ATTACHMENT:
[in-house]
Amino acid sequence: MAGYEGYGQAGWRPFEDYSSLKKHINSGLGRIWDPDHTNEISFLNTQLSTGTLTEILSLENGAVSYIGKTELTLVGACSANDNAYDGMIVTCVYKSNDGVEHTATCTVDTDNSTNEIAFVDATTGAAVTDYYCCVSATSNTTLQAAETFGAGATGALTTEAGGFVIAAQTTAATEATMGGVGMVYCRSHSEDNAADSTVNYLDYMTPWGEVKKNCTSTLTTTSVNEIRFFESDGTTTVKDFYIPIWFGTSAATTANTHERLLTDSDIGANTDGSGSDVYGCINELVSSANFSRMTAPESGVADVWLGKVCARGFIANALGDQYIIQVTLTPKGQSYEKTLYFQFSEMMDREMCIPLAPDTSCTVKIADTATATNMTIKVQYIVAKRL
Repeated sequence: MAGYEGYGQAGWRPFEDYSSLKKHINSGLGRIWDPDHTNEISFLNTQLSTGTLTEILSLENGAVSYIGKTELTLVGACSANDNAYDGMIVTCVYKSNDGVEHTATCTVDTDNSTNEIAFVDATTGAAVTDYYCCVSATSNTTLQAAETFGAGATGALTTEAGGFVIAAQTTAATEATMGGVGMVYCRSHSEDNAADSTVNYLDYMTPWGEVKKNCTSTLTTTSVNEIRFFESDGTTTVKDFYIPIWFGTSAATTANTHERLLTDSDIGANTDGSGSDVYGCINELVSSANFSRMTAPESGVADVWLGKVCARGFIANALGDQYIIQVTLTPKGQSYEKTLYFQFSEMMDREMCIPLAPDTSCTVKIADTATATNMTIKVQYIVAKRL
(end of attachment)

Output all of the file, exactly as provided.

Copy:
[in-house]
Amino acid sequence: MAGYEGYGQAGWRPFEDYSSLKKHINSGLGRIWDPDHTNEISFLNTQLSTGTLTEILSLENGAVSYIGKTELTLVGACSANDNAYDGMIVTCVYKSNDGVEHTATCTVDTDNSTNEIAFVDATTGAAVTDYYCCVSATSNTTLQAAETFGAGATGALTTEAGGFVIAAQTTAATEATMGGVGMVYCRSHSEDNAADSTVNYLDYMTPWGEVKKNCTSTLTTTSVNEIRFFESDGTTTVKDFYIPIWFGTSAATTANTHERLLTDSDIGANTDGSGSDVYGCINELVSSANFSRMTAPESGVADVWLGKVCARGFIANALGDQYIIQVTLTPKGQSYEKTLYFQFSEMMDREMCIPLAPDTSCTVKIADTATATNMTIKVQYIVAKRL
Repeated sequence: MAGYEGYGQAGWRPFEDYSSLKKHINSGLGRIWDPDHTNEISFLNTQLSTGTLTEILSLENGAVSYIGKTELTLVGACSANDNAYDGMIVTCVYKSNDGVEHTATCTVDTDNSTNEIAFVDATTGAAVTDYYCCVSATSNTTLQAAETFGAGATGALTTEAGGFVIAAQTTAATEATMGGVGMVYCRSHSEDNAADSTVNYLDYMTPWGEVKKNCTSTLTTTSVNEIRFFESDGTTTVKDFYIPIWFGTSAATTANTHERLLTDSDIGANTDGSGSDVYGCINELVSSANFSRMTAPESGVADVWLGKVCARGFIANALGDQYIIQVTLTPKGQSYEKTLYFQFSEMMDREMCIPLAPDTSCTVKIADTATATNMTIKVQYIVAKRL